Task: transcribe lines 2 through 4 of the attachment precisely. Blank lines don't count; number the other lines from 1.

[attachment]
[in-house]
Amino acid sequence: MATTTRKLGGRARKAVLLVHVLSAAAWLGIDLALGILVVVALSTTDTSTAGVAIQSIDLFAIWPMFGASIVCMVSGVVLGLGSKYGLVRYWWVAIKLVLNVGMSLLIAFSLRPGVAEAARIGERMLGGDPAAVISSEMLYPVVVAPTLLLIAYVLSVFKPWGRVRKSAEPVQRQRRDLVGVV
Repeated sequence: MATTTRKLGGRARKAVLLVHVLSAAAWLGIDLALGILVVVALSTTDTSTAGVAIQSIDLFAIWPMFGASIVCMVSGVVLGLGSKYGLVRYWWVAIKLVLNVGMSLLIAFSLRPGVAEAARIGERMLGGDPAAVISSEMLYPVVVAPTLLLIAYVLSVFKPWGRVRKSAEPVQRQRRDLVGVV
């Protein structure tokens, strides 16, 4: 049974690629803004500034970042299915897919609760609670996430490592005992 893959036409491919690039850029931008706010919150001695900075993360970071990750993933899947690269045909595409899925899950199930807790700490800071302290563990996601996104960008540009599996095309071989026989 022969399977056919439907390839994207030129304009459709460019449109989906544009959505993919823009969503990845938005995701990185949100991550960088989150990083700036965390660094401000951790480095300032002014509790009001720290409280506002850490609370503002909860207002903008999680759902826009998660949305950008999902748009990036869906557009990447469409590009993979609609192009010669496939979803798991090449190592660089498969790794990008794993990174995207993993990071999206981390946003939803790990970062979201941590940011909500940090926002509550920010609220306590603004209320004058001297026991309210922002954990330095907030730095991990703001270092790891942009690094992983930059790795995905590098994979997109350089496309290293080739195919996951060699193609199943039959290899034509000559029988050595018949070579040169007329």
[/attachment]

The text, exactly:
Amino acid sequence: MATTTRKLGGRARKAVLLVHVLSAAAWLGIDLALGILVVVALSTTDTSTAGVAIQSIDLFAIWPMFGASIVCMVSGVVLGLGSKYGLVRYWWVAIKLVLNVGMSLLIAFSLRPGVAEAARIGERMLGGDPAAVISSEMLYPVVVAPTLLLIAYVLSVFKPWGRVRKSAEPVQRQRRDLVGVV
Repeated sequence: MATTTRKLGGRARKAVLLVHVLSAAAWLGIDLALGILVVVALSTTDTSTAGVAIQSIDLFAIWPMFGASIVCMVSGVVLGLGSKYGLVRYWWVAIKLVLNVGMSLLIAFSLRPGVAEAARIGERMLGGDPAAVISSEMLYPVVVAPTLLLIAYVLSVFKPWGRVRKSAEPVQRQRRDLVGVV
């Protein structure tokens, strides 16, 4: 049974690629803004500034970042299915897919609760609670996430490592005992 893959036409491919690039850029931008706010919150001695900075993360970071990750993933899947690269045909595409899925899950199930807790700490800071302290563990996601996104960008540009599996095309071989026989 022969399977056919439907390839994207030129304009459709460019449109989906544009959505993919823009969503990845938005995701990185949100991550960088989150990083700036965390660094401000951790480095300032002014509790009001720290409280506002850490609370503002909860207002903008999680759902826009998660949305950008999902748009990036869906557009990447469409590009993979609609192009010669496939979803798991090449190592660089498969790794990008794993990174995207993993990071999206981390946003939803790990970062979201941590940011909500940090926002509550920010609220306590603004209320004058001297026991309210922002954990330095907030730095991990703001270092790891942009690094992983930059790795995905590098994979997109350089496309290293080739195919996951060699193609199943039959290899034509000559029988050595018949070579040169007329």